Tag Archives: going off-road

In defence of free scientific speech

Dear Tony Lloyd,

I am a scientist and senior lecturer in Psychology at the University of Central Lancashire, and your constituent. I am writing to you regarding the libel laws in England.

At present it is possible to sue someone for asserting that there is no scientific evidence in support of a particular theory.  As you may be aware, The British Chiropractice Association is suing the journalist and science writer Simon Singh for libel after he wrote that there is little evidence that chiropractic treatments are evidence-based.  There is a useful summary (and petition, which I and many others have signed) here.

This is not how science works.  Science thrives on debate, and on use of the scientific method to demonstrate whether, based on the available evidence, a given theory is likely to be correct.  Freedom of speech in science is vital and is one of the greatest forces contributing to intellectual progress: if I believe you are wrong, I state my opinion and then back it up with appropriate scientific evidence; if you then disagree with me, you present the evidence supporting your counterargument, and so on.  In this way, we approach the truth about science – sometimes tangentially and almost always incrementally – but we do move forward.  To bypass this route is to silence the voice of rational, reasoned, evidence-based debate in science and medicine; is this what we want for our country?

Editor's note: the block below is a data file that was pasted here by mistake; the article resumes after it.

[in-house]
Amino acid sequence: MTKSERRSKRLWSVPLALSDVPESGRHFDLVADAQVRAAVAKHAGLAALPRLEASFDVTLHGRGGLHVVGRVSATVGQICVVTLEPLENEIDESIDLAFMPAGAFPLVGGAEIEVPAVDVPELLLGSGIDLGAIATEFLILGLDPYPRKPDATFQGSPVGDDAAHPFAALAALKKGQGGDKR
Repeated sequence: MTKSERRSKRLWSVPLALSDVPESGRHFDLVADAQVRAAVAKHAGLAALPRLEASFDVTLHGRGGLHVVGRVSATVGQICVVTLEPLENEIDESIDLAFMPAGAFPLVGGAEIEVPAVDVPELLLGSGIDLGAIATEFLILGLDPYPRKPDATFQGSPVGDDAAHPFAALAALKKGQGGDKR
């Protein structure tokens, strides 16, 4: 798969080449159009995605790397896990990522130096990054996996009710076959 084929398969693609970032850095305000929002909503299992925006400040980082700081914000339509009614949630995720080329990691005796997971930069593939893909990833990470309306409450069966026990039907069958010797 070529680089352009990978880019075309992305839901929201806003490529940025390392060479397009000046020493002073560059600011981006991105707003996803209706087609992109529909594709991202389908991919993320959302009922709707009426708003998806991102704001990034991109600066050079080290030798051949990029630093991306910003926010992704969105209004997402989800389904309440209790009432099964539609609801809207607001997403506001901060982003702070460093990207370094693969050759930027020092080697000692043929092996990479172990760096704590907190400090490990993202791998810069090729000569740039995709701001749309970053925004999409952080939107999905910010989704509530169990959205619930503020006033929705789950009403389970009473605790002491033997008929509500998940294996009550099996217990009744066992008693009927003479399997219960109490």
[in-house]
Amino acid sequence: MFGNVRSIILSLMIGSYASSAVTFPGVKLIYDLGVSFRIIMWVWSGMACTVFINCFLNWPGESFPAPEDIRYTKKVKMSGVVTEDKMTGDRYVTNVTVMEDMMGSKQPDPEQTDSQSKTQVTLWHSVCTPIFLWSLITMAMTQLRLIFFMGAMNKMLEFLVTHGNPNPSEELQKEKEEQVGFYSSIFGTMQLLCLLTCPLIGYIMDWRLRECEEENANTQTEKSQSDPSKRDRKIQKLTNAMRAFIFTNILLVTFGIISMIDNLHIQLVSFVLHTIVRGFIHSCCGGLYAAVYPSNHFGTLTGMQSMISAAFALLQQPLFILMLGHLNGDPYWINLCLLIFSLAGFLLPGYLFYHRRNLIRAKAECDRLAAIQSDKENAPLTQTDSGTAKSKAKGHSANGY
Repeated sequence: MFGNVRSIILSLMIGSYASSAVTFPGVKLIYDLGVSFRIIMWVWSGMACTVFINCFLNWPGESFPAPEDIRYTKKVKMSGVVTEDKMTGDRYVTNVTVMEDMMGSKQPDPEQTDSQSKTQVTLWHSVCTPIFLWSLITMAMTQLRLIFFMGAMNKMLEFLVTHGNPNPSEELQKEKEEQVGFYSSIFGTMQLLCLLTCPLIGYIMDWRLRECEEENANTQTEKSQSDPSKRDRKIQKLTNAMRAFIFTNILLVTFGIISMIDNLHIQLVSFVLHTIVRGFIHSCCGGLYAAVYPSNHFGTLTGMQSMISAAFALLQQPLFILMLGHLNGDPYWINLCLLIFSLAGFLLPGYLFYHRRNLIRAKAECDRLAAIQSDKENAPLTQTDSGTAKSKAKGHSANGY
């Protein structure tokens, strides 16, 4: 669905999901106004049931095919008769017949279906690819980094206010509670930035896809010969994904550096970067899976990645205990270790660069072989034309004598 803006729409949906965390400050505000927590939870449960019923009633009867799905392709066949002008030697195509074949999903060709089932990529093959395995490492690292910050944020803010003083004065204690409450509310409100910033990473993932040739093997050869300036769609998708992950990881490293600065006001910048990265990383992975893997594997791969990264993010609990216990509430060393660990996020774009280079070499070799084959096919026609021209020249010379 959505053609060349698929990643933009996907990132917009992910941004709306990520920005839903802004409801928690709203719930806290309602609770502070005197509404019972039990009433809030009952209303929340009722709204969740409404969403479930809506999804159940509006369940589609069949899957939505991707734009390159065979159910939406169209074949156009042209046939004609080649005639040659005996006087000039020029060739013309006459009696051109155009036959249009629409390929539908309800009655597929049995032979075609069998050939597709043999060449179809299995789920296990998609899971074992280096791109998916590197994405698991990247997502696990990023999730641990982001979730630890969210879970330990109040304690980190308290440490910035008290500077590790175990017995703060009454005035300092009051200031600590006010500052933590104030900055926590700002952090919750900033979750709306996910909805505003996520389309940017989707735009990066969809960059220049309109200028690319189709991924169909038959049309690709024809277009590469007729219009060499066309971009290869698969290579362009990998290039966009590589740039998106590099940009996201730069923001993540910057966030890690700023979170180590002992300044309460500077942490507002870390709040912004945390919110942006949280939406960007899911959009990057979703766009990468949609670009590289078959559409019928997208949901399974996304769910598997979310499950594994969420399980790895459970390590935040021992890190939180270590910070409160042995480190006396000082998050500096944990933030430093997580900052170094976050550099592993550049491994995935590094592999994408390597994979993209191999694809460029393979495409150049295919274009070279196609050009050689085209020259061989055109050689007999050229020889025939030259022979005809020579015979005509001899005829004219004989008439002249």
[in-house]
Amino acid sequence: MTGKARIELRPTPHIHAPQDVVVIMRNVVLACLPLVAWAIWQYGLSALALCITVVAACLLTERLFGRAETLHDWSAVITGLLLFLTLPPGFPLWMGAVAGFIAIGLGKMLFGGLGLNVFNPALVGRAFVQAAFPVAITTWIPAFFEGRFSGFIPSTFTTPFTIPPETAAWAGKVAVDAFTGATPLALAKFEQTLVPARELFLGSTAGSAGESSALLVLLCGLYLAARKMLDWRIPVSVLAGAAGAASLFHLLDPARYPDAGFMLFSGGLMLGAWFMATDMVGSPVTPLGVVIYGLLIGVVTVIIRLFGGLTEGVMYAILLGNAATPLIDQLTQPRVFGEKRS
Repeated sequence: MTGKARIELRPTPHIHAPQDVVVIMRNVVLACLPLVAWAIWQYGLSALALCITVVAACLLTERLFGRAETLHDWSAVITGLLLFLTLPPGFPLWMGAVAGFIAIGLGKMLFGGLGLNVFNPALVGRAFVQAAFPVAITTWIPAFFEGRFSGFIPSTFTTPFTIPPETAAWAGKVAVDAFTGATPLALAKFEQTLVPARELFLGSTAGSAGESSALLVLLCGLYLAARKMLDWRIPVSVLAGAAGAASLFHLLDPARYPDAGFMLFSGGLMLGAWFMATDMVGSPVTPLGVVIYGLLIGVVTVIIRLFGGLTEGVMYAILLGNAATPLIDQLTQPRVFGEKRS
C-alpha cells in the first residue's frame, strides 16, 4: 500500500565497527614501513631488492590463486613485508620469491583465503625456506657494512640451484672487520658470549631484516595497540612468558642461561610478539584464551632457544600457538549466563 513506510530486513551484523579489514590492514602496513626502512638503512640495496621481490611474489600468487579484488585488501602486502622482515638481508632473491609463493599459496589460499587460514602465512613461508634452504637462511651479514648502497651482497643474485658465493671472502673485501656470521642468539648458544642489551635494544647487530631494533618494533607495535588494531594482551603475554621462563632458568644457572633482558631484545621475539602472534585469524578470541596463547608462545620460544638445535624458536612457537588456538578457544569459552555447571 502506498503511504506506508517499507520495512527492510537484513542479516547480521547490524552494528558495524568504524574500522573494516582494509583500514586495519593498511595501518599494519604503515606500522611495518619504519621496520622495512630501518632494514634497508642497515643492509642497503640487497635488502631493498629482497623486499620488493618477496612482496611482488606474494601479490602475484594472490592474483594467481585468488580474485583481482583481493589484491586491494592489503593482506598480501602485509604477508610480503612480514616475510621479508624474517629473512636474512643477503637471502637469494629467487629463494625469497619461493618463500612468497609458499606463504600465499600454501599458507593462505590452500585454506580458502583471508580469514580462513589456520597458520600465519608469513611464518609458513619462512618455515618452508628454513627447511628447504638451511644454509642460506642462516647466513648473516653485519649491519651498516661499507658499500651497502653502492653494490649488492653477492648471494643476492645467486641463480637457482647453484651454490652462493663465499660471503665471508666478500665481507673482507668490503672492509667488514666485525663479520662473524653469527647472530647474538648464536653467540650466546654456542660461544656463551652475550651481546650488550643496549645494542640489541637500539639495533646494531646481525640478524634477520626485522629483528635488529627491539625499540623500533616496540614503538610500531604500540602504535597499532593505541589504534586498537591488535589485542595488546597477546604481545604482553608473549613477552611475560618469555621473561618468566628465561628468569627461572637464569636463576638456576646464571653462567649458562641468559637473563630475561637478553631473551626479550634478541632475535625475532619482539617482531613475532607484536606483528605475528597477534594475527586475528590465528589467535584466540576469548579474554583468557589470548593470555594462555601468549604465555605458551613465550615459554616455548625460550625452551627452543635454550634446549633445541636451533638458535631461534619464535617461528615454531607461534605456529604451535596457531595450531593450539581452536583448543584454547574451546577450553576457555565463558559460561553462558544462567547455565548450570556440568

On the matter of the BCA vs. Singh: if the BCA has any evidence in support of their case, then they should present it and let it be debated, rather than resorting to litigation – that they have not done this rather suggests that their evidence would not withstand scientific scrutiny.

But the bigger point remains: it should not be possible to sue someone for making a scientifically verifiable assertion based on the available evidence to date.  This case, before it is even resolved, sets an alarming precedent that anything asserted by a scientist, however well-grounded in verifiable data, could be challenged under current libel laws.  This would be a markedly retrograde step at a time when the doors of scientific debate are open wider than ever before.

If we in the UK wish to be taken seriously as a hub of scientific and medical excellence, and build on our ‘knowledge economy’, it should not be so easy to silence that debate.

Yours sincerely,

Dr Chris Atherton

(Hat-tip to David Farbey for the petition link. And yeah, this wasn’t how I was going to spend this morning, but Burns was right about those best-laid schemes.)

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How to be a presentation rock star

Things people don’t want to hear at the start of your slide presentation:

“Most of you will have seen this talk before …”

— Then why are you giving it? And why haven’t you tailored your talk to this audience? Academics — who are pretty good at wasting time on their own terms, by the way — get fractious when you start wasting it for them.

“I’m just going to skip through a few of these slides, because I know time is short … ” [this is then followed by going through every single slide, point by point, and running over time; people start looking at their watches]